Am I healthy?

We live in a medical system that tests for and treats disease. But many of us don’t know we are ill until it’s too late. Instead our health care system should promote health and wellness. But how can you tell if you are unhealthy?

There are several simple test that you can do at home or tests that you can look out for next time you visit your G that can give you an indication of how healthy you are.

The first one you can observe just book looking in the mirror and by using a tape measure is central obesity. It’s not normal to be fat as a human and if you look in the mirror and you have a large fat belly this is a warning sign about your health. You can also take a tape measure to your self and measure around your waist and you hips.

First of all, if you are a man and your waist is greater 40 inches or a woman and your waist is more than 35 inches your health is at risk. Next you can workout your waist to hip ratio. Divide your hip score by your waist score. Your waist to hip ratio should be around 0.8 for a women and less than 1 for a man. If you are above these values, and you look fat in the mirror and have a high waist circumference you need to take action right away as your health is at risk.

The next thing you can look at is your blood pressure. Again you can do this at home if you have a BP monitor. Simply take you BP at regular intervals throughout the day to establish your true baseline. Remember, it needs to be a rested score, even running up the stairs will raise your blood pressure.

The value you are looking for is 120 over 80. Anything over 140 over 85 is classified as high blood pressure and you need to act to lower it. Remember, one of the lead causes of high blood pressure is being overweight and obese, so tie your BP score in with your waist to hip measurements.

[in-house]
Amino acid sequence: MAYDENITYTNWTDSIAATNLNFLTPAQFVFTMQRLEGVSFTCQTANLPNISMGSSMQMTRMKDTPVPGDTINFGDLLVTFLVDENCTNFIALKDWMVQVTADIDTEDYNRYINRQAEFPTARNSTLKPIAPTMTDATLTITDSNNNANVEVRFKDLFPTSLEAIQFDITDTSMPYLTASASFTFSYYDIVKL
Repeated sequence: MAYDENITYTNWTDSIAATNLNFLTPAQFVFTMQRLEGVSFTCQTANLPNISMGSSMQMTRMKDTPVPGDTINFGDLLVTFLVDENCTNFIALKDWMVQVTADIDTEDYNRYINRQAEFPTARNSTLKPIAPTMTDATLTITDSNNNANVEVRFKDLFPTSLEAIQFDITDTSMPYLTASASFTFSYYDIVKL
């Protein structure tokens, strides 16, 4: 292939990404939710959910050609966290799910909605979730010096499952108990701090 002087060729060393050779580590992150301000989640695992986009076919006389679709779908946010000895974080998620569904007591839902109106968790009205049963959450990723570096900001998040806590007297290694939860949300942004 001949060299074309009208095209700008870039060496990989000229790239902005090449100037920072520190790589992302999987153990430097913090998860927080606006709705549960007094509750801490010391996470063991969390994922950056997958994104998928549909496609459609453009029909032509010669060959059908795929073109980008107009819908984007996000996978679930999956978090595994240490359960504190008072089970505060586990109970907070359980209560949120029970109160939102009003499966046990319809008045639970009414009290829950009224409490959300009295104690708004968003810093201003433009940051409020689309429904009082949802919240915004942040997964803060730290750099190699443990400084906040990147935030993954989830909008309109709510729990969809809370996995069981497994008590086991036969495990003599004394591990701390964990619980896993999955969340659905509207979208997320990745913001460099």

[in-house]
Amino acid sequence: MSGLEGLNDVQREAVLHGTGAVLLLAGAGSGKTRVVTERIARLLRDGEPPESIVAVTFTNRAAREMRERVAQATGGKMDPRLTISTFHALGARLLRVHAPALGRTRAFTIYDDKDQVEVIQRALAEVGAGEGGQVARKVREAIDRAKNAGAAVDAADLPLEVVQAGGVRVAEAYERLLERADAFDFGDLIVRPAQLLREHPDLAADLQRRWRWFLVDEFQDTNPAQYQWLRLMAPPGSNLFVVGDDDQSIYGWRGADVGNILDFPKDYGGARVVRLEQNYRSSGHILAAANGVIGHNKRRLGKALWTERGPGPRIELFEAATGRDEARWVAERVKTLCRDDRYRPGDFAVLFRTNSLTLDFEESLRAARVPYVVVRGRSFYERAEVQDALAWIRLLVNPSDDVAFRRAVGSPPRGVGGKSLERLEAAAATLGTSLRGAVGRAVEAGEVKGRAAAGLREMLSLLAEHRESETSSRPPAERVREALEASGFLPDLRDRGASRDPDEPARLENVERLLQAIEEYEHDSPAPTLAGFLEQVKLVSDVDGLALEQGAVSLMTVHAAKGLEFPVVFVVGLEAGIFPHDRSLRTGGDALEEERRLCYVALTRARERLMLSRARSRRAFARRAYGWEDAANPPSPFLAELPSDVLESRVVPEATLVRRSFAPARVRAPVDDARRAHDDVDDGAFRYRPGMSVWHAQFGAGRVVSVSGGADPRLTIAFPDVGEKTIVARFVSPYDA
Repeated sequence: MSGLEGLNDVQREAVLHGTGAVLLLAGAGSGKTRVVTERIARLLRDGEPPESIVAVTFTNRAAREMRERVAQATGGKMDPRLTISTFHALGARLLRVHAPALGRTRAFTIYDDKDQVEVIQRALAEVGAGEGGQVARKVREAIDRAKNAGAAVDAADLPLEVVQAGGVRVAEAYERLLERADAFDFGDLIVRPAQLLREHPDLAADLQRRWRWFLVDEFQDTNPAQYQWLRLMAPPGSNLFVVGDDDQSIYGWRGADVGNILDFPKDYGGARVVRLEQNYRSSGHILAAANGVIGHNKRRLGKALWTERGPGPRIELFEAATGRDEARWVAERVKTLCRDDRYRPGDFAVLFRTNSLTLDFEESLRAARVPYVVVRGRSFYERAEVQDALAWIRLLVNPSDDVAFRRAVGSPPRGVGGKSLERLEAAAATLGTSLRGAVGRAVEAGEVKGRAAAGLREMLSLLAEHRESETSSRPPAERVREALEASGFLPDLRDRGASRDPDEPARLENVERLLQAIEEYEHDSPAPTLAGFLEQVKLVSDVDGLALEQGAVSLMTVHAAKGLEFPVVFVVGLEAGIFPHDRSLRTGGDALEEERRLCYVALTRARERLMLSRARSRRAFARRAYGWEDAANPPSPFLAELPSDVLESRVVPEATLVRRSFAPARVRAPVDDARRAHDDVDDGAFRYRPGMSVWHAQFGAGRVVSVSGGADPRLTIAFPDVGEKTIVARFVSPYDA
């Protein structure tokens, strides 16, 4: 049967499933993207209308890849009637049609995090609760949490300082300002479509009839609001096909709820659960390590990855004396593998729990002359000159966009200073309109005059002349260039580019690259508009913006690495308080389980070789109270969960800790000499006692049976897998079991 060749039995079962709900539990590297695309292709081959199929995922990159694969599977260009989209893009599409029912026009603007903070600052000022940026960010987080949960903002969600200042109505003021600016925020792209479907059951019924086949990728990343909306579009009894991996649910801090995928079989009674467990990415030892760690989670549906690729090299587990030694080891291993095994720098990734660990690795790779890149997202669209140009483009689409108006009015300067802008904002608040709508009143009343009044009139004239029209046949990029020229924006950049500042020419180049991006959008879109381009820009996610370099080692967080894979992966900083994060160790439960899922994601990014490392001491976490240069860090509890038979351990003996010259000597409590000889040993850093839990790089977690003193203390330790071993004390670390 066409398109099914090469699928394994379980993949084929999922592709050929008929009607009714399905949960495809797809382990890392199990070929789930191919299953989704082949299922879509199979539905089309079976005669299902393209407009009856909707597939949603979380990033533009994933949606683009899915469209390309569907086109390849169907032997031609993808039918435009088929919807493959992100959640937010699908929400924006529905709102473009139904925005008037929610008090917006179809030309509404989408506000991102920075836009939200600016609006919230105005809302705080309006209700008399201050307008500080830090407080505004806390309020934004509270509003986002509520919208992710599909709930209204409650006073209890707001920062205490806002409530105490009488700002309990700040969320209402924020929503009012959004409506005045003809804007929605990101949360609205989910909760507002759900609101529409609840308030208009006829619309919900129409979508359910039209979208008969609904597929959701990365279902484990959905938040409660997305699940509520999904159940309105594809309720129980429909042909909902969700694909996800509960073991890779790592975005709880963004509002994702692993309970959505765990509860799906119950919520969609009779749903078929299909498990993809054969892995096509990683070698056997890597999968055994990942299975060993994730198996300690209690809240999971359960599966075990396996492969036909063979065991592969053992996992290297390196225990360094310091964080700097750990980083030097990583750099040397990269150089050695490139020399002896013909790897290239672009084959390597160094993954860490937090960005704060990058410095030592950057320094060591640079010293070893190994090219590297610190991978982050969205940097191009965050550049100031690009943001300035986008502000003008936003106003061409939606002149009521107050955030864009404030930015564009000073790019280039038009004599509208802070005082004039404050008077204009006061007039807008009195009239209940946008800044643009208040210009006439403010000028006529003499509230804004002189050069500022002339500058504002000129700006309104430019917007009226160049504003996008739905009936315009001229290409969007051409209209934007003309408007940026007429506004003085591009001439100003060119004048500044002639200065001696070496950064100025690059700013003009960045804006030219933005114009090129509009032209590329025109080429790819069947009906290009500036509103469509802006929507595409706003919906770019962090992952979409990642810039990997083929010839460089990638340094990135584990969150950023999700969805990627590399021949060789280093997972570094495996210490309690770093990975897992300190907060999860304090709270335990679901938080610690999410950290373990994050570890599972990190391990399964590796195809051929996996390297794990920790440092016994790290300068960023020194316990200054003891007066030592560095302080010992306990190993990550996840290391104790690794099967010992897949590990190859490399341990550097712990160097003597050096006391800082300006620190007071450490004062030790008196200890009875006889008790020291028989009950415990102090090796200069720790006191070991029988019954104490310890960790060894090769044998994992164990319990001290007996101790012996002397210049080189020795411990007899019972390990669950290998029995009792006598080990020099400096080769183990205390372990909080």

Doctor can take blood tests for you and it’s fairly routine to measure cholesterol. Typically what are tested for is total cholesterol, LDL cholesterol, HDL cholesterol and triglycerides. Doctor tend to look out for high total cholesterol and high LDL cholesterol for which they prescribe statins.

Statins are the top selling drugs worldwide, but they knock out CoQ10 which causes fatigue, myalgia and shortness of breath. They do reduce LDL, but they do not raise HDL.

Statins should not be prescribed for women at any age or for men over 69. In high-risk men aged 39-69 they should be advised that about 50 people need to be treated with statins for 5 years to prevent 1 cardiac event. There are other effective ways of managing high total cholesterol and high LDL cholesterol.

Perhaps what is just as important to look out for with these blood tests are high triglycerides low HDL cholesterol.

Research has shown that of 136,905 patients admitted to hospital with coronary artery disease (CAD), almost half had low LDL cholesterol, around half had low HDL cholesterol, but only 10% had high HDL. Therefore it would seem that having high HDL is an important marker for CAD.

Doctors often prescribe baby aspirin as a prophylactic to prevent CAD and heart attacks. Aspirin use to prevent heart attacks and stroke is unnecessary. Aspirin lowers the chance of heart attack or stroke by 25%. The combination of not smoking, reaching and maintaining a healthy weight, eating a healthy diet, drinking alcohol in moderation and taking exercise lowers the risk by 50-80%. Which is better?

Triglycerides are also important to measure. High triglycerides indicated that you are eating too much refined sugar and carbohydrate, not fat. It is too much refines sugar (and a lack of fibre) that is causing obesity, high LDL cholesterol, high blood pressure, low HDL cholesterol and high triglycerides.

Another test that you can ask for to confirm whether you have been eating too much refined sugar is an insulin resistance test. Once again insulin resistance ties in to central obesity, poor cholesterol levels and high blood pressure.

Get yourself checked out and then you can start to do something about it.

What’s the answer??


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